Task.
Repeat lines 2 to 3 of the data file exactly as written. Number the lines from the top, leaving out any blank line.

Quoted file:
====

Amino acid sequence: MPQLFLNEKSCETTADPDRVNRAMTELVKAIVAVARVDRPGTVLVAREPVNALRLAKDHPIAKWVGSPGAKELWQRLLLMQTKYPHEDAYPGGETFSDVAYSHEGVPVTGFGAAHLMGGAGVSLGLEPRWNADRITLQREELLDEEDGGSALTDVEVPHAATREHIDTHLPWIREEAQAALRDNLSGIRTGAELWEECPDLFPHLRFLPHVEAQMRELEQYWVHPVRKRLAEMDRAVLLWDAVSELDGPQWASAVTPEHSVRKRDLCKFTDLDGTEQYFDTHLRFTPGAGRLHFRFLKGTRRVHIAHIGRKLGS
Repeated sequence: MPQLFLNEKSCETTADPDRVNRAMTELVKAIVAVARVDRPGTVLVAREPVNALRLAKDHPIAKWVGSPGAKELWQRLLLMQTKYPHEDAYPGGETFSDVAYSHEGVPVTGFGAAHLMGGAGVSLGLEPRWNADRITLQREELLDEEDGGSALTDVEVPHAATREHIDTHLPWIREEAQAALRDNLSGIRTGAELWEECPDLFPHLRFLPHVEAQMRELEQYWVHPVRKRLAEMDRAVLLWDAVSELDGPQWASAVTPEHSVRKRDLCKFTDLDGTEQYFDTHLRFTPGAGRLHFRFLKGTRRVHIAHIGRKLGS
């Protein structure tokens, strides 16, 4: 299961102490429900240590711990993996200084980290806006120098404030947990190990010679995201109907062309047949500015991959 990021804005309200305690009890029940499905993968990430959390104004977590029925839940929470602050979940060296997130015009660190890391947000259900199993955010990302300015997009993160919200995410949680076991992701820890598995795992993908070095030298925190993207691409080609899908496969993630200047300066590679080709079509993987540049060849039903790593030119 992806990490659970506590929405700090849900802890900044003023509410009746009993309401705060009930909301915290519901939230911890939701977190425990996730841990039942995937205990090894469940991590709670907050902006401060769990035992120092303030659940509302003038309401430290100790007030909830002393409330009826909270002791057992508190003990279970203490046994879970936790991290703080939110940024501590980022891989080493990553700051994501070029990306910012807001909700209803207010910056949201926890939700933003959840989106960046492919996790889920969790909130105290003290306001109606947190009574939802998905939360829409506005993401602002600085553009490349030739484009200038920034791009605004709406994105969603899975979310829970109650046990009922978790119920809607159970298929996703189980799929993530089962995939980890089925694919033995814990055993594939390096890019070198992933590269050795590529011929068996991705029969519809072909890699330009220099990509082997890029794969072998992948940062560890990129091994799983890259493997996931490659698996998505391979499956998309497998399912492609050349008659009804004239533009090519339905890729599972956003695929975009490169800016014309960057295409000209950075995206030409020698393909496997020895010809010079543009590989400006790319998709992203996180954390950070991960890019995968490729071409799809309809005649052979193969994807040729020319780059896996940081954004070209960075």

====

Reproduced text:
Repeated sequence: MPQLFLNEKSCETTADPDRVNRAMTELVKAIVAVARVDRPGTVLVAREPVNALRLAKDHPIAKWVGSPGAKELWQRLLLMQTKYPHEDAYPGGETFSDVAYSHEGVPVTGFGAAHLMGGAGVSLGLEPRWNADRITLQREELLDEEDGGSALTDVEVPHAATREHIDTHLPWIREEAQAALRDNLSGIRTGAELWEECPDLFPHLRFLPHVEAQMRELEQYWVHPVRKRLAEMDRAVLLWDAVSELDGPQWASAVTPEHSVRKRDLCKFTDLDGTEQYFDTHLRFTPGAGRLHFRFLKGTRRVHIAHIGRKLGS
């Protein structure tokens, strides 16, 4: 299961102490429900240590711990993996200084980290806006120098404030947990190990010679995201109907062309047949500015991959 990021804005309200305690009890029940499905993968990430959390104004977590029925839940929470602050979940060296997130015009660190890391947000259900199993955010990302300015997009993160919200995410949680076991992701820890598995795992993908070095030298925190993207691409080609899908496969993630200047300066590679080709079509993987540049060849039903790593030119 992806990490659970506590929405700090849900802890900044003023509410009746009993309401705060009930909301915290519901939230911890939701977190425990996730841990039942995937205990090894469940991590709670907050902006401060769990035992120092303030659940509302003038309401430290100790007030909830002393409330009826909270002791057992508190003990279970203490046994879970936790991290703080939110940024501590980022891989080493990553700051994501070029990306910012807001909700209803207010910056949201926890939700933003959840989106960046492919996790889920969790909130105290003290306001109606947190009574939802998905939360829409506005993401602002600085553009490349030739484009200038920034791009605004709406994105969603899975979310829970109650046990009922978790119920809607159970298929996703189980799929993530089962995939980890089925694919033995814990055993594939390096890019070198992933590269050795590529011929068996991705029969519809072909890699330009220099990509082997890029794969072998992948940062560890990129091994799983890259493997996931490659698996998505391979499956998309497998399912492609050349008659009804004239533009090519339905890729599972956003695929975009490169800016014309960057295409000209950075995206030409020698393909496997020895010809010079543009590989400006790319998709992203996180954390950070991960890019995968490729071409799809309809005649052979193969994807040729020319780059896996940081954004070209960075």